Ukraine's ambassador to Britain, Vadym Prystaiko, arrives at the Ukraine embassy in London, Britain, February 14, 2022.
Ukraine's ambassador to Britain, Vadym Prystaiko, arrives at the Ukraine embassy in London, Britain, February 14, 2022. Reuters / PETER NICHOLLS

Russia suggested on Monday that it was ready to keep talking to the West to try to defuse a security crisis in which it has massed a huge force within striking distance of Ukraine, while a Ukrainian official said Kyiv was prepared to make concessions.

In a televised exchange, President Vladimir Putin was shown asking his foreign minister, Sergei Lavrov, whether there was a chance of an agreement to address Russia's security concerns, or whether it was just being dragged into tortuous negotiations.

Lavrov replied: "We have already warned more than once that we will not allow endless negotiations on questions that demand a solution today."

But he added: "It seems to me that our possibilities are far from exhausted...At this stage, I would suggest continuing and building them up."

Washington has said Russia could invade Ukraine "any day now", and British Prime Minister Boris Johnson on Monday called the situation "very, very dangerous".

Russia has positioned more than 100,000 troops near to Ukraine's borders but denies planning to invade, accusing the West, which has sent a flurry of officials to Moscow and Kyiv, of hysteria.

Western countries have already promised sanctions on an unprecedented scale if Russia does invade, and the Group of Seven large Western economies (G7) joined the chorus by warning of "economic and financial sanctions which will have massive and immediate consequences on the Russian economy".

Ukraine's ambassador to Britain backtracked on remarks suggesting that Kyiv would reconsider its attempt to join NATO - one of Russia's primary concerns - but did say that other concessions could be on offer.


"We are not a member of NATO right now and to avoid war we are ready for many concessions, and that is what we are doing in conversations with the Russians," he told the BBC in a clarification.

"It has nothing to do with NATO, which (membership application) is enshrined in the constitution."

The Kremlin said that Ukraine renouncing its aspiration to join the Western military alliance would significantly help address Russia's concerns.

Moscow has made clear it sees the former Soviet republic's quest for closer ties with the West, notably through NATO, as a direct threat.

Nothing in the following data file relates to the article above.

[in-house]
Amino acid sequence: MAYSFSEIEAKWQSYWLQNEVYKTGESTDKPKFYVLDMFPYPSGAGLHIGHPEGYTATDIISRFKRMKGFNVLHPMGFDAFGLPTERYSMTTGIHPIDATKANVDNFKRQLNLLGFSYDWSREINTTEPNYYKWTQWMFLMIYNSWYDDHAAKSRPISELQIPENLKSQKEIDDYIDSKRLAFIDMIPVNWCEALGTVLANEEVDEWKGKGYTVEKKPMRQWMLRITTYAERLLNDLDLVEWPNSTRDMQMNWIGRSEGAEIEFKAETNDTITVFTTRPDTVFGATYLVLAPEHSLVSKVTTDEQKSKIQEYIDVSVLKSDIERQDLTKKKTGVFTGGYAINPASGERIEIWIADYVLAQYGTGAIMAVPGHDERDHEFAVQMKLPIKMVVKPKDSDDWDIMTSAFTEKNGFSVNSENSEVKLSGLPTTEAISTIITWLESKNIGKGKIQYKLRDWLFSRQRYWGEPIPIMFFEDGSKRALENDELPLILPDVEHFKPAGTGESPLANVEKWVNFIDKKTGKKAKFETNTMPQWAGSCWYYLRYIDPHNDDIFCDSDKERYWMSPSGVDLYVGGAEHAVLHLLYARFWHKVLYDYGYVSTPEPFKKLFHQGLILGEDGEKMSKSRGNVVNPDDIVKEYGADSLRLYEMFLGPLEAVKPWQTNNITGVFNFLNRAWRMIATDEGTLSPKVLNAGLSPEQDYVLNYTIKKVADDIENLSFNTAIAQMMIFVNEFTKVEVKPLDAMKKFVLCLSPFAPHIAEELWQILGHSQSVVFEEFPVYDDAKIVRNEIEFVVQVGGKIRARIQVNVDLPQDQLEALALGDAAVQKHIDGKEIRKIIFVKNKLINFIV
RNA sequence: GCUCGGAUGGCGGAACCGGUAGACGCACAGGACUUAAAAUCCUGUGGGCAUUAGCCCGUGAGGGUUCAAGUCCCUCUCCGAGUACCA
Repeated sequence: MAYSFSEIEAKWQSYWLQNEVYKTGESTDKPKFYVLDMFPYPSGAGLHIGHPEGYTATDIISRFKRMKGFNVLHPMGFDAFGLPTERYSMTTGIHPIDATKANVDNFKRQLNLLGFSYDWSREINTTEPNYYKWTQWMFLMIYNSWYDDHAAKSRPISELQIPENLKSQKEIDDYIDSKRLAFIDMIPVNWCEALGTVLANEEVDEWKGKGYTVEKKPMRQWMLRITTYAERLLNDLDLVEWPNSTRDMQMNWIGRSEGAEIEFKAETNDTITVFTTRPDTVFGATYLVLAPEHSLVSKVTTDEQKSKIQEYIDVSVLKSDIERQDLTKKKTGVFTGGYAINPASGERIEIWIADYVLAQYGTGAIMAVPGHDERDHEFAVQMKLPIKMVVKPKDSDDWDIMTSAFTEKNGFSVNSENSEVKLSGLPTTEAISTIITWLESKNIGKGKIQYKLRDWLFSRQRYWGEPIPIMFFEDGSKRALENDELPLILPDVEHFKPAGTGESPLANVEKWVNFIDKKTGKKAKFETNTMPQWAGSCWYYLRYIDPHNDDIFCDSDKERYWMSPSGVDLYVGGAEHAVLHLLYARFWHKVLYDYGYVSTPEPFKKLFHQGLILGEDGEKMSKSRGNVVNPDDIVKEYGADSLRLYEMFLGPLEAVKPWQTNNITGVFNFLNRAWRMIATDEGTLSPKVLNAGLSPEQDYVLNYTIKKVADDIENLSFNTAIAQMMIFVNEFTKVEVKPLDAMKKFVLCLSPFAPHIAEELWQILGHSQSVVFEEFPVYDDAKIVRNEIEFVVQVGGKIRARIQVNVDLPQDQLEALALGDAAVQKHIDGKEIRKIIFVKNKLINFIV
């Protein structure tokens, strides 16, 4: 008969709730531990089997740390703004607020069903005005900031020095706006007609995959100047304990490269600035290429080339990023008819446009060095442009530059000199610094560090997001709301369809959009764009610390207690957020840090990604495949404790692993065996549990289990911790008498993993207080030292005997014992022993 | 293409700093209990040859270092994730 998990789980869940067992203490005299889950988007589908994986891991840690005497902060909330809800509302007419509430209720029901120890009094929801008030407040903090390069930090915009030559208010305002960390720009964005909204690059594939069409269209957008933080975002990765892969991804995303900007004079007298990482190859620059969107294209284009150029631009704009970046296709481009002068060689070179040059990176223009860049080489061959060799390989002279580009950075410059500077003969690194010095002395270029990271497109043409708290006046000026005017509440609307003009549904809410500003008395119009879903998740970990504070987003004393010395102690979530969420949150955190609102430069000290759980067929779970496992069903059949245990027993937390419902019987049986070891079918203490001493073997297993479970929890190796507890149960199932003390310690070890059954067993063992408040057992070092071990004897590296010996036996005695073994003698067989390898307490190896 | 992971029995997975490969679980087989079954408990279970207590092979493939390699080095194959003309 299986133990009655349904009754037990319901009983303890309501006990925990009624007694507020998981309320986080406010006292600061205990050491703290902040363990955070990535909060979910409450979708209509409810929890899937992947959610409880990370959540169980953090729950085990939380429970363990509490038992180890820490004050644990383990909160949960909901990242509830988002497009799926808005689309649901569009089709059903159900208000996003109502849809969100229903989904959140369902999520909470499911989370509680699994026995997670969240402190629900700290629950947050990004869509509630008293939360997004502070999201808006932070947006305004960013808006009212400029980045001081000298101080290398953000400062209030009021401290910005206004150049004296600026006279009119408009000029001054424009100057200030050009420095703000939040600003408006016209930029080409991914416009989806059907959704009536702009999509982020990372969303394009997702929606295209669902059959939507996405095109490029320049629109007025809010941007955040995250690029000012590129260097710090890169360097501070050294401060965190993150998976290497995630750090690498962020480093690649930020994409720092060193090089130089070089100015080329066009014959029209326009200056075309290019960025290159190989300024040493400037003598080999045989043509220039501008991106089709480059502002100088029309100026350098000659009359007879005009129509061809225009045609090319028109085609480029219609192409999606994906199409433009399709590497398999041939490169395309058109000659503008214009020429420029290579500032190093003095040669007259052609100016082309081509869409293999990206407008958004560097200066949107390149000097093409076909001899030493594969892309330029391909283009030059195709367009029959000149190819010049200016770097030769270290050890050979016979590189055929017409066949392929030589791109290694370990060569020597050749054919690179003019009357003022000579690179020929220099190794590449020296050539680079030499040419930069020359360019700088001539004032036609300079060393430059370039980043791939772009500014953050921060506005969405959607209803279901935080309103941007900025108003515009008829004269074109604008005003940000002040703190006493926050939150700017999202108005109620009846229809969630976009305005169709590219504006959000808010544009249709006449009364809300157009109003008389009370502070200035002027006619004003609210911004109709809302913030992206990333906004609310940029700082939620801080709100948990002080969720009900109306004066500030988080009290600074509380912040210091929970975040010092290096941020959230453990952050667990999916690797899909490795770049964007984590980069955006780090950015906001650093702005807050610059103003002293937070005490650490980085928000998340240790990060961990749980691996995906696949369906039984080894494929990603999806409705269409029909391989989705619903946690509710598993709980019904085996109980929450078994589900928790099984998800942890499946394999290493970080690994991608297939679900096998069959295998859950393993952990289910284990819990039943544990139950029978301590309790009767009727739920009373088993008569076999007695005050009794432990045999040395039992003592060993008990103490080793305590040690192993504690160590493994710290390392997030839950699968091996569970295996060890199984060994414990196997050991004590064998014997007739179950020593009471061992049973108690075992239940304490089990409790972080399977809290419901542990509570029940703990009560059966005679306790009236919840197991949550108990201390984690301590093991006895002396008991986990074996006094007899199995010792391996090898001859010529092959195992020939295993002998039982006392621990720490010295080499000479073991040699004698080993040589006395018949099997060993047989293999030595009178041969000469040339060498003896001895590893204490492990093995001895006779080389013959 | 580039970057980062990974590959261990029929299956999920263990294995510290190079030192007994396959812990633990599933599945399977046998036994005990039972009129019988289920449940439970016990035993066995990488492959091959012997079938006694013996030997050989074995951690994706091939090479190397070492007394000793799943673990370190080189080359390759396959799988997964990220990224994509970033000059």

Eight years ago, mass protests on Kyiv's Maidan square in favour of closer integration with the West forced out pro-Russian president Viktor Yanukovych.

Faced with the ascendancy of pro-Western politicians promising to advance democracy and fight corruption just across its border, Russia captured and then annexed Ukraine's Crimean peninsula, home to the Russian Black Sea fleet.

It also supported pro-Russian rebels who have seized part of Ukraine's industrial, largely Russian-speaking east in a war that is still adding to its toll of more than 14,000 lives lost.

Monday's talk of diplomatic efforts continuing brought the price of crude oil down off the seven-year highs it had hit earlier amid concerns that sanctions would disrupt exports from Russia, a major producer, in an already tight market. [O/R]

Major European stock markets slumped by between 2% and 3%, but on Wall Street the S&P 500 index was down only 0.5% at 1545 GMT. [.N] [MKTS/GLOB] [EMRG/FRX] [RU/RUB]

Sanctions could ultimately rebound on Western powers, which rely heavily on Russia for energy supplies, notably gas, as well as other raw materials.


Ukraine is already suffering economic damage from the standoff.

A surge in the price of 5-year credit default swaps on Ukrainian sovereign bonds suggested that markets gave Kyiv a 42% probability of defaulting.

Ukraine International Airlines, Ukraine's biggest airline, said its insurers had terminated cover for at least some of its aircraft on flights in Ukrainian airspace.

Lavrov told Putin the United States had put forward concrete proposals on reducing military risks, but that responses from NATO and the European Union - which has been at pains not to let Moscow divide its members - had not been satisfactory.

An EU official, who asked not to be named but has spoken to Putin by phone in the past, said the EU was looking at alternative sources of energy in case Russia cut off supplies.

"Russia is trying to demonstrate that it is the policeman in the region," the source said. "The criticism by Moscow against Ukraine is this idea that the people made a choice for liberal democracy, values, principles and freedoms."

German Chancellor Olaf Scholz held talks in Kyiv with President Volodymyr Zelenskiy, to be followed on Tuesday by a meeting with Putin in Moscow.

He said he saw "no reasonable justification" for Russia's military activity on Ukraine's border, and that "we are ready for a serious dialogue with Russia on European security issues". He announced a credit of 150 million euros ($170 million) for Ukraine.

While Zelenskiy affirmed that Ukraine would not give up its push to join NATO, Scholz said it was strange that Russia had raised the issue just now, when it was "not on the agenda".

($1 = 0.8838 euros)